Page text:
CFP: States of Emergency (grad) (2/1/04; journal issue)

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The tradition of the oppressed teaches us that the “state of emergency” in
which we live is not the exception but the rule. We must attain to a
conception of history that is in keeping with this insight. Then we shall
clearly realize that it is our task to bring about a real state of emergency.
—Walter Benjamin, “Theses on the Philosophy of History

Historians debate whether the first camps to appear were the campos de
concentración created by the Spanish in Cuba in 1896 to suppress the popular
insurrection of the colony, or the “concentration camps” into which the
English herded the Boers toward the start of the century. What matters here
is that in both cases, a state of emergency linked to a colonial war is
extended to an entire civil population. The camps are thus born not out of
ordinary law but out of a state of exception . . . . the birth of the camp in
our time appears as an event that decisively signals the political space of
modernity itself. It is produced at the point at which the political system
of the modern nation-state . . . enters into a lasting crisis.
— Giorgio Agamben, Homo Sacer

Has “the state of emergency” become a norm in politics as argued by Benjamin &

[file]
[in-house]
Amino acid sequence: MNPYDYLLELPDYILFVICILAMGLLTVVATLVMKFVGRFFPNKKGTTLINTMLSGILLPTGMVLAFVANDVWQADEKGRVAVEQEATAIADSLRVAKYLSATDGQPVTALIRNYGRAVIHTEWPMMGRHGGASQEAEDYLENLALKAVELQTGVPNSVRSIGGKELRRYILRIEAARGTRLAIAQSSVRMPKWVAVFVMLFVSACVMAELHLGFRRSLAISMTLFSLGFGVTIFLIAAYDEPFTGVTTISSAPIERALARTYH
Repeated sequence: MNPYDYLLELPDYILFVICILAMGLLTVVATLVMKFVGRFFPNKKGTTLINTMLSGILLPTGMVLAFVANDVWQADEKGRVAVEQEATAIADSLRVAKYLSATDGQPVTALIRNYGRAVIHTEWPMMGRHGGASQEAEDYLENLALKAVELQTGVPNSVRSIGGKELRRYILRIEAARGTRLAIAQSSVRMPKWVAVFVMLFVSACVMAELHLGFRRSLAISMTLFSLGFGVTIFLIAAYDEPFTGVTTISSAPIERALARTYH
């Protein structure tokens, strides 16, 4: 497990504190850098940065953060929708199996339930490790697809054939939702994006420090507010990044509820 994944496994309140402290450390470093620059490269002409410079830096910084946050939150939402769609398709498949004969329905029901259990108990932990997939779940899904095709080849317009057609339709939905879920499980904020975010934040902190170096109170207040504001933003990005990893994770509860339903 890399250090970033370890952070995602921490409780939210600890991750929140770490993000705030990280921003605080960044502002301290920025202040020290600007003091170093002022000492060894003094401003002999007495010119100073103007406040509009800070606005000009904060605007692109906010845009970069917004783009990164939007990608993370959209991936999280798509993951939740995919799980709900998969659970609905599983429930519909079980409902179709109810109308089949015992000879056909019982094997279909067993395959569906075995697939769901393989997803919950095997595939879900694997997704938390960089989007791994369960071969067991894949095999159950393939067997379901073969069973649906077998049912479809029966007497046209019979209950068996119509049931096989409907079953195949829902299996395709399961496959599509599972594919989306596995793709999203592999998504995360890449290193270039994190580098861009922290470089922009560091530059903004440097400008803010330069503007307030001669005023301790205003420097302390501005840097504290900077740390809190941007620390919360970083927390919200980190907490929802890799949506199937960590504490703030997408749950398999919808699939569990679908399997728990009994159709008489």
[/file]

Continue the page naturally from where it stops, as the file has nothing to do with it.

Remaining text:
Agamben? Or does it remain an extra-legal “state of exception,” and thus
exceptional? What are the historical precedents—if any—for the present
crisis? Is it constitutive of modernity itself? Does the state of emergency
open space for radical left projects? Is the task to isolate and limit the
emergency via progressive legalism, or to accelerate crisis as proposed by

keywords: detention centers, enemy combatant, sovereignty, occupied
territory, civil disobedience, anticolonial resistance, civil liberty,
Guantanamo, habeus corpus, unilateralism, sabotage, crisis, executive power,
insurgency/counterinsurgency, antistructure, subversion, Empire, terrorism &
state terrorism

CRITICAL SENSE,, produced by an
interdisciplinary group of graduate students and based in the Department of
Political Science at the University of California-Berkeley, seeks graduate
papers for a special issue entitled STATES OF EMERGENCY.

Submissions may originate in any department or discipline and should represent
high-quality, rigorous graduate scholarship. Submitted articles must not
exceed 30 double-spaced pages (1-inch margins, 12-point type). Please include
a short abstract of no longer than one page in length. Please send
submissions, by 1 February 2004, as attachments in Word or rich text format to
the following email address:

Articles and essays (to be received on or before 1 February 2004) or other
editorial correspondence may also be submitted to CRITICAL SENSE, Department
of Political Science, 210 Barrows Hall, MC 1950, Berkeley, CA 94720-1950.

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Received on Tue Dec 23 2003 - 22:23:23 EST

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